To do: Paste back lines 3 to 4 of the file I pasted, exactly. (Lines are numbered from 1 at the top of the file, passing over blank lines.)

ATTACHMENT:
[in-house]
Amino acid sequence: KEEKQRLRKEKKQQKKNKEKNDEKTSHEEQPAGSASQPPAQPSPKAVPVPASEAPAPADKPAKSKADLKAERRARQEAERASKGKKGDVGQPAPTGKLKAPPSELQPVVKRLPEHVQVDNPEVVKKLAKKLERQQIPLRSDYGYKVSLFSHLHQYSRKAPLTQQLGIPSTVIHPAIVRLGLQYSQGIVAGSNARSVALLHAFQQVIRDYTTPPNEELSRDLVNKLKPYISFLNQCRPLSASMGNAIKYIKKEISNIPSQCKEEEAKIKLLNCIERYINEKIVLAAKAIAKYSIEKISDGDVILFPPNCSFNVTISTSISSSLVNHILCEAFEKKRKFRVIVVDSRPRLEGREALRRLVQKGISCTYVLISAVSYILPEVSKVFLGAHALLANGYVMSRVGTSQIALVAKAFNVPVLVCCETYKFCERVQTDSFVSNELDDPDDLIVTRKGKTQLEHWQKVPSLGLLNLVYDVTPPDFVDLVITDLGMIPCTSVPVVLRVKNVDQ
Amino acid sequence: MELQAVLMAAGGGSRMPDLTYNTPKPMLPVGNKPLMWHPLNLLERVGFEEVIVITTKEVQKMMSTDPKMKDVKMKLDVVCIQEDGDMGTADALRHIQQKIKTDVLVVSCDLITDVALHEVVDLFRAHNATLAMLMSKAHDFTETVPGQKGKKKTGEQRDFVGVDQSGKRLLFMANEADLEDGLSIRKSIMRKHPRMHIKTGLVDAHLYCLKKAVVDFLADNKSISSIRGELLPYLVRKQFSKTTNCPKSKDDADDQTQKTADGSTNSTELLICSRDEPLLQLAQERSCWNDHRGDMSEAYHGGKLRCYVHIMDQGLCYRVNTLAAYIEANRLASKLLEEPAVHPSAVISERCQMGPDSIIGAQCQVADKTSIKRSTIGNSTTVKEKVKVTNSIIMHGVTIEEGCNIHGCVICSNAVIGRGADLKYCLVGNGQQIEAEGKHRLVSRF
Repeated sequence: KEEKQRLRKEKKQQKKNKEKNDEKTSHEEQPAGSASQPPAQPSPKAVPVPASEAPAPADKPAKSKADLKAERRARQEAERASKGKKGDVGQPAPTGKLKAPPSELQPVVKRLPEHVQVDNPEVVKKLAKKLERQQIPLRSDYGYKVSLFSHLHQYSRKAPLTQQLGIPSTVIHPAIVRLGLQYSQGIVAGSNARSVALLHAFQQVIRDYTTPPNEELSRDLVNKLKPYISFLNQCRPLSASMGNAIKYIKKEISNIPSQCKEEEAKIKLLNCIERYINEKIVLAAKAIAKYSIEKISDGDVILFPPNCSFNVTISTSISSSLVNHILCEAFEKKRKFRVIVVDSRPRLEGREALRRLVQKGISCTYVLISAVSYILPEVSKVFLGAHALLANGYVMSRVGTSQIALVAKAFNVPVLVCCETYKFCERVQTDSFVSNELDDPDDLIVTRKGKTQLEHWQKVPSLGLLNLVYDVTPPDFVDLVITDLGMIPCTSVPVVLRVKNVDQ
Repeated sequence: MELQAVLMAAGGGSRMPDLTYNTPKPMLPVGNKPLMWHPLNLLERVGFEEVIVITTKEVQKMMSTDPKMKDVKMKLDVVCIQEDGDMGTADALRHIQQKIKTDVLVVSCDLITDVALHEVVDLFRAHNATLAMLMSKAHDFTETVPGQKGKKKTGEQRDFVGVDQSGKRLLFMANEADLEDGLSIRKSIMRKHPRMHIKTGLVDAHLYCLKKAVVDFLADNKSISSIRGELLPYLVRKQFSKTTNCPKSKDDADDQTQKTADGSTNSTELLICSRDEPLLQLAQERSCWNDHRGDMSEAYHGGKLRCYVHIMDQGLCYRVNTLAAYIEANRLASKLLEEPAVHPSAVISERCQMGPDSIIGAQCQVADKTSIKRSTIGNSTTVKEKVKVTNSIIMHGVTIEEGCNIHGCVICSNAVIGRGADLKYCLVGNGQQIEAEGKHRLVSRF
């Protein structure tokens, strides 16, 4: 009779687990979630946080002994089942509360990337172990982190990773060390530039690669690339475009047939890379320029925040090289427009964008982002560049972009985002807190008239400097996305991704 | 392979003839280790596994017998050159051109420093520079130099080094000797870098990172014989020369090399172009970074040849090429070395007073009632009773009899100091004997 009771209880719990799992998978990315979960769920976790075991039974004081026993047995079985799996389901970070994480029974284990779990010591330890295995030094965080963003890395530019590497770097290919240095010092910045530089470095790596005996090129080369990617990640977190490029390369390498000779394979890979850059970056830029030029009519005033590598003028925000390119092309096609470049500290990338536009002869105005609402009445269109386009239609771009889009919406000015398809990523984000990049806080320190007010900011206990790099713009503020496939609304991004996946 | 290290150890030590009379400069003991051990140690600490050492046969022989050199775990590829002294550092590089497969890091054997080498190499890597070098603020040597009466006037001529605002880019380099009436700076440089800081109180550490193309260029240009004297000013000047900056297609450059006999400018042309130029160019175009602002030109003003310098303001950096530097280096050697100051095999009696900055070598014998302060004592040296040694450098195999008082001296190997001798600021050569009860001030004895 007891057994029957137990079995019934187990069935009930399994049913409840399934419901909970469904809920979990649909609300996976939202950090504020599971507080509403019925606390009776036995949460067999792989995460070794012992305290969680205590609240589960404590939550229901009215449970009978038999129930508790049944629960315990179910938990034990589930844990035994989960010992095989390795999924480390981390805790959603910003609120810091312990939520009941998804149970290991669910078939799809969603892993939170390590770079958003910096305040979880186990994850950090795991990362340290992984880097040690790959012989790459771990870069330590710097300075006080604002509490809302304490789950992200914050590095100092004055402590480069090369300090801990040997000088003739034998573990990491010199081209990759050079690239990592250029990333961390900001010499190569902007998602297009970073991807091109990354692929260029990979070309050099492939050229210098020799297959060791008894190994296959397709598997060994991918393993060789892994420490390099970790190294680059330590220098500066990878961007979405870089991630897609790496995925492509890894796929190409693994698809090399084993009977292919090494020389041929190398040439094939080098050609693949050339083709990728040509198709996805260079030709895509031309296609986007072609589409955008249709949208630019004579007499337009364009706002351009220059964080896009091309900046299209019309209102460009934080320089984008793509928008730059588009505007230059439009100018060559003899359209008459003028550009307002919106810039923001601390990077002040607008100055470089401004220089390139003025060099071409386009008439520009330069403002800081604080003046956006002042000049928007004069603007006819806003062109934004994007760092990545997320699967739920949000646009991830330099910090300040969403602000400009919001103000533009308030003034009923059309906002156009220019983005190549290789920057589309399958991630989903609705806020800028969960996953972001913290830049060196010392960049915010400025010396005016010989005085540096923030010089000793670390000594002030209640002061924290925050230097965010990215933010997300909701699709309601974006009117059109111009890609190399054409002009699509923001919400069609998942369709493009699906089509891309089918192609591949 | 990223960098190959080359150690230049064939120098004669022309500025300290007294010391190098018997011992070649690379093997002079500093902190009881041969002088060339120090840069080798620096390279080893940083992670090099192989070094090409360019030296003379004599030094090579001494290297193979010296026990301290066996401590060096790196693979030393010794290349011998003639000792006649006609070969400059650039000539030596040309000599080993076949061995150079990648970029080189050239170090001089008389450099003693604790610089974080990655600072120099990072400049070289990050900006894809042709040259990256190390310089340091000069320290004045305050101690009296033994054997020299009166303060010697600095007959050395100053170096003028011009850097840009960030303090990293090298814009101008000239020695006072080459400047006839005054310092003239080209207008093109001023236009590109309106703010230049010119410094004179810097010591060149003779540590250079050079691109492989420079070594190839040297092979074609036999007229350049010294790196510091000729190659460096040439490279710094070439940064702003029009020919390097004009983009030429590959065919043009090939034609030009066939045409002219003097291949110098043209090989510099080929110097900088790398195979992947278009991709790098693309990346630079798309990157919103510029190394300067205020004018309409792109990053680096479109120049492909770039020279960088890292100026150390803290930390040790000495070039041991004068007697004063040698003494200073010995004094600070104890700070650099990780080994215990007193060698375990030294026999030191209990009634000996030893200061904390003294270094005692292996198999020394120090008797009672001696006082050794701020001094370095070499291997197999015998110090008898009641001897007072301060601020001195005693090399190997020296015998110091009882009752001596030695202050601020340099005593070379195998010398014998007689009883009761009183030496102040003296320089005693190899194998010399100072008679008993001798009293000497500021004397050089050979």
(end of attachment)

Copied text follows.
Amino acid sequence: MELQAVLMAAGGGSRMPDLTYNTPKPMLPVGNKPLMWHPLNLLERVGFEEVIVITTKEVQKMMSTDPKMKDVKMKLDVVCIQEDGDMGTADALRHIQQKIKTDVLVVSCDLITDVALHEVVDLFRAHNATLAMLMSKAHDFTETVPGQKGKKKTGEQRDFVGVDQSGKRLLFMANEADLEDGLSIRKSIMRKHPRMHIKTGLVDAHLYCLKKAVVDFLADNKSISSIRGELLPYLVRKQFSKTTNCPKSKDDADDQTQKTADGSTNSTELLICSRDEPLLQLAQERSCWNDHRGDMSEAYHGGKLRCYVHIMDQGLCYRVNTLAAYIEANRLASKLLEEPAVHPSAVISERCQMGPDSIIGAQCQVADKTSIKRSTIGNSTTVKEKVKVTNSIIMHGVTIEEGCNIHGCVICSNAVIGRGADLKYCLVGNGQQIEAEGKHRLVSRF
Repeated sequence: KEEKQRLRKEKKQQKKNKEKNDEKTSHEEQPAGSASQPPAQPSPKAVPVPASEAPAPADKPAKSKADLKAERRARQEAERASKGKKGDVGQPAPTGKLKAPPSELQPVVKRLPEHVQVDNPEVVKKLAKKLERQQIPLRSDYGYKVSLFSHLHQYSRKAPLTQQLGIPSTVIHPAIVRLGLQYSQGIVAGSNARSVALLHAFQQVIRDYTTPPNEELSRDLVNKLKPYISFLNQCRPLSASMGNAIKYIKKEISNIPSQCKEEEAKIKLLNCIERYINEKIVLAAKAIAKYSIEKISDGDVILFPPNCSFNVTISTSISSSLVNHILCEAFEKKRKFRVIVVDSRPRLEGREALRRLVQKGISCTYVLISAVSYILPEVSKVFLGAHALLANGYVMSRVGTSQIALVAKAFNVPVLVCCETYKFCERVQTDSFVSNELDDPDDLIVTRKGKTQLEHWQKVPSLGLLNLVYDVTPPDFVDLVITDLGMIPCTSVPVVLRVKNVDQ